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This article was published 18/3/2020 (196 days ago), so information in it may no longer be current.
Limiting gatherings to 10 people or less and immediate closures of schools and daycares are among the measures First Nations in northern Manitoba are being asked to take in response to the COVID-19 pandemic.
Grand Chief Garrison Settee of Manitoba Keewatinowi Okimakanak (MKO) announced the measures at a press conference Wednesday morning, alongside Dr. Barry Lavallee, medical adviser for MKO, and chief provincial public health officer Dr. Brent Roussin. The measures also include limiting community access to essential services only, and conducting virus testing at alternate sites to mitigate risk for health-care workers.
Lavallee stressed the importance of social distancing in First Nations communities, adding that the MKO’s approach to isolation, quarantine and support would be focused on families living under the same roof rather than individual people. If one or two people in a home are sick, he said, all family members would be asked to self-isolate together.
He also recommended that visitation to care homes be limited, that First Nations consider immediately controlling their borders to allow only essential travel in and out, and that communities review their own health workforce to suspend medical professionals over the age of 60 from seeing patients. Hunters and medicine keepers in northern Manitoba’s First Nations are being asked to help with preparations by stockpiling protein sources and medicines that can be used in both prevention and treatment, he added.
As Manitoba works to respond to the COVID-19 pandemic, Settee noted that First Nations communities are more vulnerable to the virus and must take more extreme actions, in conjunction with both federal and provincial governments, to mitigate the effect on communities.
"COVID-19 will impact First Nations very differently from the rest of Canadian society because the social determinants that we live in, and the living conditions in the north, are very different," Settee said.
"Overcrowded homes are an (incubator) for infection to spread, it will spread fast and it will impact our First Nations very differently — that is why it is important that we as leadership provide the best support that we can in making sure that our people are safe."
Lavallee said he anticipates a reduction in health services as communities control their borders, but noted that alternate and indirect means of accessing care, like video conferencing, would be made available to those in need.
With respect to COVID-19 testing in communities, Lavallee asked that tests not be conducted in nursing stations, and instead deferred to alternate spaces like empty school buildings in order to reduce the risk for health-care workers.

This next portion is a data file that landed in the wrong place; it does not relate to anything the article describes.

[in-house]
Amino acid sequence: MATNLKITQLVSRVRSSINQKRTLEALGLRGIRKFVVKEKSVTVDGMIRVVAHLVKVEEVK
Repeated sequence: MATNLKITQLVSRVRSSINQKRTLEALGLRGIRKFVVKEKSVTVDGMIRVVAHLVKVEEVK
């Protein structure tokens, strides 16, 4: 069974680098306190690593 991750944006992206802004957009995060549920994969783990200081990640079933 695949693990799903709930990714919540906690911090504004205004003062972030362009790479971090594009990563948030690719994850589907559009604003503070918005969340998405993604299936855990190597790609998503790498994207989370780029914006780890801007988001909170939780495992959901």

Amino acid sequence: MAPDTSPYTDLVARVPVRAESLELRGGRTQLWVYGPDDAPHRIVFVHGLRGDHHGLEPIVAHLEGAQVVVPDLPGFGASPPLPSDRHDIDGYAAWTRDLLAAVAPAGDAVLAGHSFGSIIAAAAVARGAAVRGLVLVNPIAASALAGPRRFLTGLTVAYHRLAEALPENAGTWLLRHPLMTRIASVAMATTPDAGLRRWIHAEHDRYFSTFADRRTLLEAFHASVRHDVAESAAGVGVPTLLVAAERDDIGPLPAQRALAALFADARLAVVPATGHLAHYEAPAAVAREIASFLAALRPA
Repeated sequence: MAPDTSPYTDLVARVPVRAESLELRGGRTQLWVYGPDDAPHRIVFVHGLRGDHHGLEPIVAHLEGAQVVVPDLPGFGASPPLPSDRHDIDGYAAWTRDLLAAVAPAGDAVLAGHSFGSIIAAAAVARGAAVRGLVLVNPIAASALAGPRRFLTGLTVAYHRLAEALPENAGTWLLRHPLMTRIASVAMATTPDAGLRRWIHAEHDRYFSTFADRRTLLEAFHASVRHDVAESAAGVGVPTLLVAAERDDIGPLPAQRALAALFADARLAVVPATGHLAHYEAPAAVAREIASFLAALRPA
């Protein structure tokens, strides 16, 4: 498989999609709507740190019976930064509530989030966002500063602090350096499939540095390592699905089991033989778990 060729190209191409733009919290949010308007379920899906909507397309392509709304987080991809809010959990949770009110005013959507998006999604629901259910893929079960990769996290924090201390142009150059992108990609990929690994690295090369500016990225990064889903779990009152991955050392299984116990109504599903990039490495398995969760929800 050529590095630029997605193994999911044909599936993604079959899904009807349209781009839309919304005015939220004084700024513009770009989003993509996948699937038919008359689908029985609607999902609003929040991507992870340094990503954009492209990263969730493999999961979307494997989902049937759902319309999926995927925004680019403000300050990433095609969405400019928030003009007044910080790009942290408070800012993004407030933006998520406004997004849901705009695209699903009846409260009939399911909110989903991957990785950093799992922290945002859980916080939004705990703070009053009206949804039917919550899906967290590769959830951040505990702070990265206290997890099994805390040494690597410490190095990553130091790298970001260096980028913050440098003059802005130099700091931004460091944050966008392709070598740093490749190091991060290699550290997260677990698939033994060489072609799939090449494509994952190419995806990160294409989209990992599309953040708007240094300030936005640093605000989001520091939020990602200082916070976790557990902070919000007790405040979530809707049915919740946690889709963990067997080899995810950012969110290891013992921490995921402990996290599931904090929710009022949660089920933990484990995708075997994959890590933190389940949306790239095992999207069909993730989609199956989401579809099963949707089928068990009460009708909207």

Roussin repeated broad public health messaging about social distancing, including self-isolation for those who are sick, as well as appropriate handwashing and cough etiquette. He confirmed that testing kits are the same for COVID-19 as for other respiratory infections, including the flu, and are both accessible in northern communities and able to be transported to laboratories. Personal protective equipment (PPE) for health-care workers and sanitation supplies for households, however, are in short supply, Settee said.
Settee asked that governments provide the necessary resources for communities to enact their own pandemic plans.
"Our response will determine the impact of the virus in our First Nations, but the government's response will also determine the impact of COVID-19 in First Nations communities, and we are calling on the governments to provide all the necessary resources for our people to be adequately prepared," Settee said.
On Wednesday, the federal government announced an Indigenous community support fund to the tune of $305 million, though it’s unclear whether that funding would support pandemic plans, stimulate reserve businesses or simply accommodate the high cost of living in the north.
Federal Finance Minister Bill Morneau said he wants the funding to start flowing next month, but wouldn’t specify examples of what that cash would be used for or how communities would be selected.
"There are groups of Canadians that are particularly vulnerable, and people that are in places that are far away from medical care; people who are in places where food security is a challenge are particularly impacted," Morneau told the Free Press.
"We don't know all the situations so far (and) we need to prepare ourselves for those eventualities."
Settee said he's received assurance that food prices in northern Manitoba would be frozen while stores respond to the pandemic.
"At this stage in time, I think that it is important that the government look at our First Nations people because we will not be marginalized, we will not be forgotten about during this crisis," Settee said.
As of Wednesday, Manitoba Health has reported 15 confirmed or presumptive cases of the virus, though none have been detected in northern First Nations. However, Lavallee advised not to take that for granted.
"While Dr. Roussin's team is monitoring the number of positive cases, we're wanting our communities to assume the virus is here now," said Lavallee.
— with files from Dylan Robertson
Julia-Simone Rutgers is a general-assignment reporter.
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